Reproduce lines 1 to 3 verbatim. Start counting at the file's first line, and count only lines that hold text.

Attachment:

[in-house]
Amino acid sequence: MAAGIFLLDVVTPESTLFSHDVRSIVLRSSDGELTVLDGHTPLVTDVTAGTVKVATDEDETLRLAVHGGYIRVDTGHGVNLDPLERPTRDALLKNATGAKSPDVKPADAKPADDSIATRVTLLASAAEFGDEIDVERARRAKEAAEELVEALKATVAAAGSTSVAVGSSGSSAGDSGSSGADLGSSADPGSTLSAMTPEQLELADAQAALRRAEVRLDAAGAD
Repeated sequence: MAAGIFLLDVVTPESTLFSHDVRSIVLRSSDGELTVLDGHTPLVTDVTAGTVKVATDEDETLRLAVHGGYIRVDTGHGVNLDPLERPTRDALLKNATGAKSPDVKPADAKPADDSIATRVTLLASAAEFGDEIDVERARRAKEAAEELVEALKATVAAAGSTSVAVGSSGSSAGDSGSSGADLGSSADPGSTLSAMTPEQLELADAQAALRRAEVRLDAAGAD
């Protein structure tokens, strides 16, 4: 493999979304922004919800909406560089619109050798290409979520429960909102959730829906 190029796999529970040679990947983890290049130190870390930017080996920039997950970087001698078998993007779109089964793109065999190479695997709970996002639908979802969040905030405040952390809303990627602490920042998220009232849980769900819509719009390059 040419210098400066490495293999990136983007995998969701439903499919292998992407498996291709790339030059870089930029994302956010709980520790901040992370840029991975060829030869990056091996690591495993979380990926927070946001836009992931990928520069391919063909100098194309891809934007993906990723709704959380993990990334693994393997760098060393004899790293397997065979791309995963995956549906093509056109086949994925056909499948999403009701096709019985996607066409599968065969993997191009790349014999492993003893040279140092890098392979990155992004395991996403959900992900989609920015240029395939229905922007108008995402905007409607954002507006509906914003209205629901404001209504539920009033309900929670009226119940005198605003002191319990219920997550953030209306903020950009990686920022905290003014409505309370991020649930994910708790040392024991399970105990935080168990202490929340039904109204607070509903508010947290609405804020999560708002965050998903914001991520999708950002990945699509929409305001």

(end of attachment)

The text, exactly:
[in-house]
Amino acid sequence: MAAGIFLLDVVTPESTLFSHDVRSIVLRSSDGELTVLDGHTPLVTDVTAGTVKVATDEDETLRLAVHGGYIRVDTGHGVNLDPLERPTRDALLKNATGAKSPDVKPADAKPADDSIATRVTLLASAAEFGDEIDVERARRAKEAAEELVEALKATVAAAGSTSVAVGSSGSSAGDSGSSGADLGSSADPGSTLSAMTPEQLELADAQAALRRAEVRLDAAGAD
Repeated sequence: MAAGIFLLDVVTPESTLFSHDVRSIVLRSSDGELTVLDGHTPLVTDVTAGTVKVATDEDETLRLAVHGGYIRVDTGHGVNLDPLERPTRDALLKNATGAKSPDVKPADAKPADDSIATRVTLLASAAEFGDEIDVERARRAKEAAEELVEALKATVAAAGSTSVAVGSSGSSAGDSGSSGADLGSSADPGSTLSAMTPEQLELADAQAALRRAEVRLDAAGAD